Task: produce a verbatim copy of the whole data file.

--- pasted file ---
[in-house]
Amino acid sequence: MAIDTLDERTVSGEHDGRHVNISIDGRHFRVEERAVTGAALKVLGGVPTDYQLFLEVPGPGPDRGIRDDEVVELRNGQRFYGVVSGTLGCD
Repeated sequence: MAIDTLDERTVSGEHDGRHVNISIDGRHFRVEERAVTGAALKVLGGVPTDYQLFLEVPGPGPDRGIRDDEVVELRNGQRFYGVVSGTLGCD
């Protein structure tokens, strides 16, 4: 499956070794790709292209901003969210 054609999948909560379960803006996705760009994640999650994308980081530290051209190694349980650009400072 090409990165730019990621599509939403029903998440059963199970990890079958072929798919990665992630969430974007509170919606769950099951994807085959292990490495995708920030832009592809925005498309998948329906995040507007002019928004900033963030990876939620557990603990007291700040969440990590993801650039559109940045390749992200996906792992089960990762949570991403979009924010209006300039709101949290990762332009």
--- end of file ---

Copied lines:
[in-house]
Amino acid sequence: MAIDTLDERTVSGEHDGRHVNISIDGRHFRVEERAVTGAALKVLGGVPTDYQLFLEVPGPGPDRGIRDDEVVELRNGQRFYGVVSGTLGCD
Repeated sequence: MAIDTLDERTVSGEHDGRHVNISIDGRHFRVEERAVTGAALKVLGGVPTDYQLFLEVPGPGPDRGIRDDEVVELRNGQRFYGVVSGTLGCD
């Protein structure tokens, strides 16, 4: 499956070794790709292209901003969210 054609999948909560379960803006996705760009994640999650994308980081530290051209190694349980650009400072 090409990165730019990621599509939403029903998440059963199970990890079958072929798919990665992630969430974007509170919606769950099951994807085959292990490495995708920030832009592809925005498309998948329906995040507007002019928004900033963030990876939620557990603990007291700040969440990590993801650039559109940045390749992200996906792992089960990762949570991403979009924010209006300039709101949290990762332009």